A screenwriter, novelist, and playwright, Jerry was gracious about sharing his stories, reflections, and memories. His warmth and kindness were immediately evident.
In 2001, Stephen Chiapella visited the students at Dunn Middle School, and shared the colorful story of his family’s adventures in Mexico and the United States. It's a classic California saga about ethnic diversity and the need to accept and embrace change, told with his characteristic humor and modesty. He passed away in 2014 at the age of eighty-eight.
For Emmanuel Nana Akyen, soccer has been a pathway to a wider world. Born in Ghana, and by the age of five an orphan, he was recruited for the Right to Dream Academy, where he honed his athletic and academic talents. This led to an opportunity to attend Dunn School in California, and eventually a scholarship to Westmont College, from which he graduated in 2014. He is now coaching soccer and developing a bigger plan for helping to change the lives of others. Nana's warmth, intelligence, and humor are evident in this interview. Read on, and meet a truly inspiring young man.
Chairman and Chief Executive Officer of Rancho Mission Viejo, Tony Moiso is one of Orange County's most influential citizens, a man with a proud California heritage. This interview was arranged by Tony's 25-year-old nephew, Richard Avery. It became a very special intergenerational conversation between two family members. We met Tony at the Rancho Mission Viejo Headquarters on June 15, 2017.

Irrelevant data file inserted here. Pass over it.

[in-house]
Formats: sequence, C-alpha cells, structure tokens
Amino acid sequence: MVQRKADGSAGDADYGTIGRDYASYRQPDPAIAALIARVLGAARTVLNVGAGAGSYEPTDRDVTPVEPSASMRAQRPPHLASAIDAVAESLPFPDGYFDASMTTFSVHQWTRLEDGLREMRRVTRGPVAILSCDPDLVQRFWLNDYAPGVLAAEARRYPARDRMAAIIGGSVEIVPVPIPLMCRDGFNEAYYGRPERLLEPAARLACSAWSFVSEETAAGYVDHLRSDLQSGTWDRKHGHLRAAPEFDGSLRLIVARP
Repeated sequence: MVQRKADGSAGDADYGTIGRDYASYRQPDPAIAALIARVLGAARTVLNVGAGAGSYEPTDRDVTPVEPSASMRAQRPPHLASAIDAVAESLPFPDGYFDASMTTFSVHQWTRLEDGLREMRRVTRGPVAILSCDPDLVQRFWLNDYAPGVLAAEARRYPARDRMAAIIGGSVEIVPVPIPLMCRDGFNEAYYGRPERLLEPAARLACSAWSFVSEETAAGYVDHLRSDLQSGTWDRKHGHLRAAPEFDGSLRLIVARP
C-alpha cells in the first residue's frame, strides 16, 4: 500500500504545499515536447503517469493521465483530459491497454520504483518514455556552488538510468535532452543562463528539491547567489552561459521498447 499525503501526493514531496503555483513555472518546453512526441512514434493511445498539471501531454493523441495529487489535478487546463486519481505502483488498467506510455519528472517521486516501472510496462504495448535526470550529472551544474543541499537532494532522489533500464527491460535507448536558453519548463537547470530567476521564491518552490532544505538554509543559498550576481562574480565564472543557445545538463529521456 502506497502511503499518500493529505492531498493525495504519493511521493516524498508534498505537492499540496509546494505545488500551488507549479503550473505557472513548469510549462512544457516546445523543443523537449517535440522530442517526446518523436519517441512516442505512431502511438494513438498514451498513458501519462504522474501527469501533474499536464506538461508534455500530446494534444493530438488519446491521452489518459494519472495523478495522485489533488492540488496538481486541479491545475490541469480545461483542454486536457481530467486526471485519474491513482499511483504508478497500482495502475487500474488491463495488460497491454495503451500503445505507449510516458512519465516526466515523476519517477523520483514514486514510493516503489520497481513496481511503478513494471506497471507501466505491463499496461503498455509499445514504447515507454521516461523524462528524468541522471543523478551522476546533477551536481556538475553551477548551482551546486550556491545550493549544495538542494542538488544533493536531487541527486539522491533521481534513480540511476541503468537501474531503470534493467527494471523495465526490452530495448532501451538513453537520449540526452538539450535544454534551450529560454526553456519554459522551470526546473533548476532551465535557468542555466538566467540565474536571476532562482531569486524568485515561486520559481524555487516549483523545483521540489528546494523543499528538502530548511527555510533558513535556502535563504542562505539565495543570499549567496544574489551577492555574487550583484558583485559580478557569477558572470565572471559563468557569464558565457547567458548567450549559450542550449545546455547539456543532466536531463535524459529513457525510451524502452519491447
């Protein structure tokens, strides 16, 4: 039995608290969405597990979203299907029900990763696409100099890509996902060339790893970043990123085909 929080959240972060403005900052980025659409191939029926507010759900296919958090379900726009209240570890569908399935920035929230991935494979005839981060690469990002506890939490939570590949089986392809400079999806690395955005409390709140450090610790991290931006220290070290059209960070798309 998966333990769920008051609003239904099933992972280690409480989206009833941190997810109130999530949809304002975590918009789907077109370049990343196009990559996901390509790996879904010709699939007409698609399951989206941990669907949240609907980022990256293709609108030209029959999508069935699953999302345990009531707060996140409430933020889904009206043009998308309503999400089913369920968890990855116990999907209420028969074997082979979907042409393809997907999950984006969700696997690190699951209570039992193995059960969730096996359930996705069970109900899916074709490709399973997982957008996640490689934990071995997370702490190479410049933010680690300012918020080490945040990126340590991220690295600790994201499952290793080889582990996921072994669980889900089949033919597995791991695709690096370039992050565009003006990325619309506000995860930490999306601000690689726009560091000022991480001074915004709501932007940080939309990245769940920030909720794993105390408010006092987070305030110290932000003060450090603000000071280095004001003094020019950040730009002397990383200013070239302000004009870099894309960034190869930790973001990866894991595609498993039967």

On a recent October morning, John Hollister Wheelwright (son of Jane Hollister Wheelwright and Joe Wheelwright) visited the ranch house in Gaviota where he had spent a portion of his childhood living with his grandparents. He reminisced and reflected with sensitivity and humor about the ranch life he knew, the changes he's seen, and feeling like a 19th century person in today's different world.
Sean Herzig has lived and worked at the Hollister Ranch for more than twenty years. Kind, perceptive, and capable, he’s one of those people you just feel glad to see, someone humble and decent, quietly contributing. Here he shares some thoughts about the importance of family, work, and community.
Born in Oklahoma in 1929, long-time Lompoc resident Jessie Fabing Koenig shares her thoughts here on loss and change, the pleasures of gardening, poetry, and tea, and raising ten children on her own.
In this 2003 interview, Ray Valdez talked about the hard life he knew as a migrant worker and the kind of poverty and struggle that might have defeated a lesser spirit. While his grandkids were students at Dunn, he helped out with everything from camping trips to archeological digs, and on Friday afternoons he worked in the garden on campus. He became Grandpa Ray to all of us, and his kindness, resilience, and optimism are inspiring.
The Living Stories Collective is pleased to be able to share audio excerpts from a 1998 conversation with Jane Hollister Wheelwright and Joe Hollister, both then in their nineties and looking back on their extraordinary lives with humor and candor.
Kathryn Holcomb Dole was born into a pioneering family and had a pioneering way of living life. Married to the artist William Dole, Kate energetically managed his career and finances as well as their travel and social life while raising seven children. For nearly a decade in the 1950s and 1960s, the family lived in the old Hollister ranch house, filling it with life and laughter. She came back to visit in 1999 and shared memories from those wonderful years.